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New year, are you new? Mostly not.
One of the revelations that will likely emerge in 2023 is that you are pretty much the same person as last year. You don’t like to run or take vitamins all of a sudden.
But sometimes it’s fine when things don’t change, and the fact that many of the money we have to move around stay the same from year to year at least gives us more times to try to get it right.
Here are three of the most important actions to take now (and at the start of each year), say financial experts:
1. Update your budget
“The new year is an opportunity to reflect and start over,” said Brian Bender, president of Schwab Retirement Plan Services. This should include your financial plan.
Bender recommends making a list of any major expenses you anticipate for the coming year, including a potential move, marriage, or expensive vacation.
He said you want to include these costs in your budget and prepare for them. Likewise, if you’re changing careers or anticipating a raise, you’ll want your new budget to reflect that.
To understand how much you spend, look at your purchases over the past two months, said Kimberly Palmer, personal finance expert at NerdWallet.
“From there, you can create a rough estimate of where you want your money to go,” Palmer said.
One helpful rule of thumb, she added, is the 50/30/20 budget, which allocates “50% of your take-home paycheck to needs, 30% to desires and 20% to savings and debt.”
2. Review your emergency savings
Having a solid emergency savings account is one of the best ways to sleep soundly at night, said Cristina Guglielmiti, president of Future Perfect Planning in Brooklyn.
How much money people need for a pretzel varies, Guglielmiti said, and the beginning of the year is the perfect time to evaluate what works best for you.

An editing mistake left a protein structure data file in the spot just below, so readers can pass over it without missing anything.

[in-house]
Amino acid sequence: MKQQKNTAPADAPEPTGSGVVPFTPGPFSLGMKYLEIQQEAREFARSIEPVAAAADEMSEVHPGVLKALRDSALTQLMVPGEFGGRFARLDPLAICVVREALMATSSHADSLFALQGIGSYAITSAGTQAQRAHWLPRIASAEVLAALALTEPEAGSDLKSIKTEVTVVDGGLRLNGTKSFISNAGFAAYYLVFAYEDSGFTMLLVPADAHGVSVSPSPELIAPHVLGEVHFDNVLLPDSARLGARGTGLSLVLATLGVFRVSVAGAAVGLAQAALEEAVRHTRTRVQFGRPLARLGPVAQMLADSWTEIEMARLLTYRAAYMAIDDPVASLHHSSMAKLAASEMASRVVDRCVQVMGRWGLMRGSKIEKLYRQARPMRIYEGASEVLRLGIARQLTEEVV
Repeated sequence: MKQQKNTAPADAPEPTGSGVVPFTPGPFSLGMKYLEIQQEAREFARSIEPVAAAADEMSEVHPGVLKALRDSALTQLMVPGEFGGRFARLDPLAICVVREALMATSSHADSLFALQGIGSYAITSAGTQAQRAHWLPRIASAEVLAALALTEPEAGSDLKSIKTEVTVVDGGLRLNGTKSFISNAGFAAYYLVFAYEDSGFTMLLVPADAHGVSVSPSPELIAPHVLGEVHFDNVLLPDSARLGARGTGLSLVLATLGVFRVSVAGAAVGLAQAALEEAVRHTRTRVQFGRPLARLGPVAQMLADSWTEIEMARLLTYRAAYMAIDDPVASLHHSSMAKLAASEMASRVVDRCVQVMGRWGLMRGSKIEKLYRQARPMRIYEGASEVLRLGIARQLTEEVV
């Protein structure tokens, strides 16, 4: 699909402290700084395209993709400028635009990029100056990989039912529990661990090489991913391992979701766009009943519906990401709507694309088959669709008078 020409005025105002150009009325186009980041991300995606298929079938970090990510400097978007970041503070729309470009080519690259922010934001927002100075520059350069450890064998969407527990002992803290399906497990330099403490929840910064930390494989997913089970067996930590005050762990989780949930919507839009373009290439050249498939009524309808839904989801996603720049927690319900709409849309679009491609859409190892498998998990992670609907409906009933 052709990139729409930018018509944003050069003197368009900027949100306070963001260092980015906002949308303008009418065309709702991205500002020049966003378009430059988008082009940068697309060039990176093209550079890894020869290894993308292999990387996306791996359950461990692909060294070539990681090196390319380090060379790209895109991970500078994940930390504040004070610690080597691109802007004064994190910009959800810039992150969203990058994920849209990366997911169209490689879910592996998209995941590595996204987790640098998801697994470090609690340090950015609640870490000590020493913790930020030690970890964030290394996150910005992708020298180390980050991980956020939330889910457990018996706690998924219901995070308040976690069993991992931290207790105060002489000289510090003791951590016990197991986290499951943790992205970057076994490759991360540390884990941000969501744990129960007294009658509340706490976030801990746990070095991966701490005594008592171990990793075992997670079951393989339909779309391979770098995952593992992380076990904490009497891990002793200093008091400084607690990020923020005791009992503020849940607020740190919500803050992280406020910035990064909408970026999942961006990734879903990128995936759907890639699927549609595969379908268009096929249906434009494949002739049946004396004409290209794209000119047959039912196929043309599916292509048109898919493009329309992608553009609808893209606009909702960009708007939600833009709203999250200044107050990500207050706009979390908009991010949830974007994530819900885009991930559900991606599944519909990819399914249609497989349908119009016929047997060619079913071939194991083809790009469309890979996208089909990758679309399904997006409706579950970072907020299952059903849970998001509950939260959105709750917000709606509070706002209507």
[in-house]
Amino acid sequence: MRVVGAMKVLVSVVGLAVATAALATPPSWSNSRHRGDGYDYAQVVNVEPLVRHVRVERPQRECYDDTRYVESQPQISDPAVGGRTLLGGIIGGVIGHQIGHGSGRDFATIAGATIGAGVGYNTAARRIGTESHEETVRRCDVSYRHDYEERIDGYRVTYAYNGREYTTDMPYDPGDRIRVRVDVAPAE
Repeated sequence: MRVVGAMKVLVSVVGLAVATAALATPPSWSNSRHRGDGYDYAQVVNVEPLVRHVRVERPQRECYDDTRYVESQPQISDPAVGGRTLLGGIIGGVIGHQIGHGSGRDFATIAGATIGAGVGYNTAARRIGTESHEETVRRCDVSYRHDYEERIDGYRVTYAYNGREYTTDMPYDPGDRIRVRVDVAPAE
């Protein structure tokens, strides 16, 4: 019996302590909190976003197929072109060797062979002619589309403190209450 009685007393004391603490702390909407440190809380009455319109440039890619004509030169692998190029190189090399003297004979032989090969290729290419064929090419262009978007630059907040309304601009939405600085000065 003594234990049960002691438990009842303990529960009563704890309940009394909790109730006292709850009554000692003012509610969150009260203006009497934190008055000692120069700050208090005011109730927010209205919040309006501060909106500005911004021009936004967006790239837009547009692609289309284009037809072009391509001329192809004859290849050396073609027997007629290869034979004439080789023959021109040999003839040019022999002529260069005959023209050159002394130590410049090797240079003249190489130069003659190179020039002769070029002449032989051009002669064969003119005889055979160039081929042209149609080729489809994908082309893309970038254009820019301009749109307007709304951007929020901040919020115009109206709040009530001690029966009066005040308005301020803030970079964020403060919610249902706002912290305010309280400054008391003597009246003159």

To get started, you’ll typically need to calculate your major monthly expenses, including rent, food, utilities, and pet care, and then decide how many months you want the account to be able to cover if you lose your job. (Of course, that money will also come in handy in case of a one-time emergency like an unexpected car repair or medical bill.)
“It can be low, like one to three months, especially if there are other pools of savings to withdraw from, the possibility of family support or if one or both jobs are very stable,” Guglielmiti said. “Or it can go up to nine to 12 months if someone prefers that kind of security.”
She recommends keeping the cash in a high-yield savings account. You’ll just need to make sure that any account you put your savings into is FDIC-insured, which means protecting up to $250,000 of your deposit (per account holder, per bank) from loss.
3. Make sure you’re on the right track for retirement
Experts say the start of the new year is the best time to check your retirement savings goals and make any needed changes.
Some people may be able to take advantage of the increased annual contribution plan limits for 401(k) retirement plans in the workplace ($22,500) and individual retirement accounts ($6,500), Guglielmiti said.
Workers 50 or older may be eligible to make additional “catch-up” contributions.
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Even a small increase in your savings rate can be powerful, said Rita Assaf, vice president of retirement at Fidelity Investments.
Assaf gave an example: For a 35-year-old earning $60,000 annually, increasing their retirement savings contribution by 1% (or less than $12 per week), could generate an additional $110,000 through retirement, assuming an annual return by 7%.
“If you have access to a 401(k) with a company match, try to save it at least to the level of your company match,” Assaf added. “If you don’t, it’s like leaving free money on the table.”